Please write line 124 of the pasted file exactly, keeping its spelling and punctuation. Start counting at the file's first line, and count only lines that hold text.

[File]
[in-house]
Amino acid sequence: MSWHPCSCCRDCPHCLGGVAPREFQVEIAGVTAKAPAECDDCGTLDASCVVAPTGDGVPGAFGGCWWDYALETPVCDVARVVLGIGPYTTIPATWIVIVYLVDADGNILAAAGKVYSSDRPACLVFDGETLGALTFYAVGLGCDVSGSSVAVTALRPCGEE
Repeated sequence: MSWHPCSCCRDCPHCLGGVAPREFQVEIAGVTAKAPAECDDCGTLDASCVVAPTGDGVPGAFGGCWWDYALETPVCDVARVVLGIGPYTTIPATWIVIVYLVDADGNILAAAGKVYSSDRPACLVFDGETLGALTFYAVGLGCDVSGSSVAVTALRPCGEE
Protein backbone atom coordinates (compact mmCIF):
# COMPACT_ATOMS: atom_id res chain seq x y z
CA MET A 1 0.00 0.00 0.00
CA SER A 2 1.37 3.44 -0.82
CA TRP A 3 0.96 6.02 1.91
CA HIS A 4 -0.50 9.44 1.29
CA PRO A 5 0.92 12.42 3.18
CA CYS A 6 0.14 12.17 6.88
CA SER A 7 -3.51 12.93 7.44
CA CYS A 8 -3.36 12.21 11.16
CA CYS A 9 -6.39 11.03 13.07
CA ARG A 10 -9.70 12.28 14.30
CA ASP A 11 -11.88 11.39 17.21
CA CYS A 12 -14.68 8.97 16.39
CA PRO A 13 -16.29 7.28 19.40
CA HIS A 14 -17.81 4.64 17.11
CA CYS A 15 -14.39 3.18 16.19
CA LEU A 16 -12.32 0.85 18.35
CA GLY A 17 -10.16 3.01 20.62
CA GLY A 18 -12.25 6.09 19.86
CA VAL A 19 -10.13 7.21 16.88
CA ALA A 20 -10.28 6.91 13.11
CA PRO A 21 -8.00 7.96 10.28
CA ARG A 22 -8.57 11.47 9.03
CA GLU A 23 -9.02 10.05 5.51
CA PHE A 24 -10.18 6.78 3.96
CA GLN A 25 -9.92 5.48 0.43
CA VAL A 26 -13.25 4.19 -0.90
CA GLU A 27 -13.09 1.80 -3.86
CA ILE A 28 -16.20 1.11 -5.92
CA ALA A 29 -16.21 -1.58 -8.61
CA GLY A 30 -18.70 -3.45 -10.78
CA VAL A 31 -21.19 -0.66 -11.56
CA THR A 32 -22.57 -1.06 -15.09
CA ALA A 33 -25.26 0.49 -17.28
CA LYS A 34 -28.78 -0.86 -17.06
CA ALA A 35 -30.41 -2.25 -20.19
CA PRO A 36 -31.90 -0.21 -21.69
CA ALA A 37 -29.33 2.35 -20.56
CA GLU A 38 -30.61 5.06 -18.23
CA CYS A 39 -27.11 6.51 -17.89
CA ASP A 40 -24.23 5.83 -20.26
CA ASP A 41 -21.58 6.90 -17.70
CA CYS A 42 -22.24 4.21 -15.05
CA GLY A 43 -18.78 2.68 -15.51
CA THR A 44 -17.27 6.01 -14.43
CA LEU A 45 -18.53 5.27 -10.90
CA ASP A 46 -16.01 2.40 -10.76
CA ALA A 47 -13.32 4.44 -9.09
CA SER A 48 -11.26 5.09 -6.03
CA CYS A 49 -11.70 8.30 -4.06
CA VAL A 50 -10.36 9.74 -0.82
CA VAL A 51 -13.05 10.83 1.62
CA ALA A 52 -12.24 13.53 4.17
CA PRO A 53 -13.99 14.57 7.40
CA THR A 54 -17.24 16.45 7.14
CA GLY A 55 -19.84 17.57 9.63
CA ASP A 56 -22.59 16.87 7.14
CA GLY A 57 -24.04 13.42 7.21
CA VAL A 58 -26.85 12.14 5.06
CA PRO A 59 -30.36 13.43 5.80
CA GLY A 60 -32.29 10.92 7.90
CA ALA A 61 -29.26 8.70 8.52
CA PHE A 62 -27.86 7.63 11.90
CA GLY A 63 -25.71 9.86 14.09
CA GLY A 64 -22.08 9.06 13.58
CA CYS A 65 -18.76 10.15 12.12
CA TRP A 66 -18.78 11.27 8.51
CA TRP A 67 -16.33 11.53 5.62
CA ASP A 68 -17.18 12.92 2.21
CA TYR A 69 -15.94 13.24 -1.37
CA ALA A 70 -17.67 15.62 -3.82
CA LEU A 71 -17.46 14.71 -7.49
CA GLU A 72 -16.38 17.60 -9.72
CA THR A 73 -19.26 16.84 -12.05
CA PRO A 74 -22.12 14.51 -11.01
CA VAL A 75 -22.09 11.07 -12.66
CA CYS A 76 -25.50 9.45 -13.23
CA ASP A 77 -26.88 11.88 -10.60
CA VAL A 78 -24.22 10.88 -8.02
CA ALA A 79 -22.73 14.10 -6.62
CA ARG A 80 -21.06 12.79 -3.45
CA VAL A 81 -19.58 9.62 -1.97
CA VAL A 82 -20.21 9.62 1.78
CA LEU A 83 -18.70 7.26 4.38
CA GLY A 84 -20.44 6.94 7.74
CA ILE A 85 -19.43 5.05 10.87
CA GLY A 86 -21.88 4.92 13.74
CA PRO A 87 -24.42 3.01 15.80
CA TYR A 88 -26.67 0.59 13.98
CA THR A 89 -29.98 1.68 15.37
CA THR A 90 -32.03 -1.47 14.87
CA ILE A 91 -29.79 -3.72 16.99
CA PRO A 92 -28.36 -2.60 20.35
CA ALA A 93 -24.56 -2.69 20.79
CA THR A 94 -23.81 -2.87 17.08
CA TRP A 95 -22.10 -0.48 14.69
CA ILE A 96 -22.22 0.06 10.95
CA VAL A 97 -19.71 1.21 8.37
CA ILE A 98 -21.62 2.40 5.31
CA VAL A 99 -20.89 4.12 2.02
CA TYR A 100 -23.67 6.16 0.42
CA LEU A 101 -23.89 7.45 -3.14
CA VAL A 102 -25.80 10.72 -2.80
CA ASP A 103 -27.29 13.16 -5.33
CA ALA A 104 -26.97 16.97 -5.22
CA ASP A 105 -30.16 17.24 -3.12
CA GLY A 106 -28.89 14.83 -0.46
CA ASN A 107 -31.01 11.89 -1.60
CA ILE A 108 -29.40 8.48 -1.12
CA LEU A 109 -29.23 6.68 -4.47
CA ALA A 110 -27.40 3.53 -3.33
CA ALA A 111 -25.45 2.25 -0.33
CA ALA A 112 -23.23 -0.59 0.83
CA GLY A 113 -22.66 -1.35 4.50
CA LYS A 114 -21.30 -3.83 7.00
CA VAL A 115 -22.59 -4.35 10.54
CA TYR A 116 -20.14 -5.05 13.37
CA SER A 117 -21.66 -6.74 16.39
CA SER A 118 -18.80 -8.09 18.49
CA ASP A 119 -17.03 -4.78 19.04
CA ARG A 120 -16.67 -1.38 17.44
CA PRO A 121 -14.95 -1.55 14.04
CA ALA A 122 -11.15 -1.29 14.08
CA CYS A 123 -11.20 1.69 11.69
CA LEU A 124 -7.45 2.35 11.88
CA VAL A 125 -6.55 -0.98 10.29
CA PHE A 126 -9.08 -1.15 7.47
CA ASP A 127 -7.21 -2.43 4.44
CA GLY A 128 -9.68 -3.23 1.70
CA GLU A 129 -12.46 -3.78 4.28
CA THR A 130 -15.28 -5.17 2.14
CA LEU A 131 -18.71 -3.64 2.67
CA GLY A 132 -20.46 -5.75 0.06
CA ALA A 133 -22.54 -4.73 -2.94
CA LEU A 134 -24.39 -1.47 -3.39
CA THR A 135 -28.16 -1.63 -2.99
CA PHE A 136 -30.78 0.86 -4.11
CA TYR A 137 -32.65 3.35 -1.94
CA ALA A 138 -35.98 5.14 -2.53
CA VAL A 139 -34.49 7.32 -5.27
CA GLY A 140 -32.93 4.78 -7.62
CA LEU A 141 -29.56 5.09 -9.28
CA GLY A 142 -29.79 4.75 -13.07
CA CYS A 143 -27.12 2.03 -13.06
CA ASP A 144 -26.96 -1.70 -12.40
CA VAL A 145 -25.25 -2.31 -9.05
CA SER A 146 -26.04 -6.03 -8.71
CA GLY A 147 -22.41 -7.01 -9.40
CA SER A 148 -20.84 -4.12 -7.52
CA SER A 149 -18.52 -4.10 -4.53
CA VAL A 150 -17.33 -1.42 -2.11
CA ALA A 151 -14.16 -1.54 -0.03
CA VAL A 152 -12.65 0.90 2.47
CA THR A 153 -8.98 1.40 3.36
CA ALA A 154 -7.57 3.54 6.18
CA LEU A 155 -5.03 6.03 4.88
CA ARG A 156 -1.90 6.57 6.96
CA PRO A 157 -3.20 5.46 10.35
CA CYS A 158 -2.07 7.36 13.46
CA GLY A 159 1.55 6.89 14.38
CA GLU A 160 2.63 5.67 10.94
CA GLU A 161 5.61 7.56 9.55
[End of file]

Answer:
CA ASP A 119 -17.03 -4.78 19.04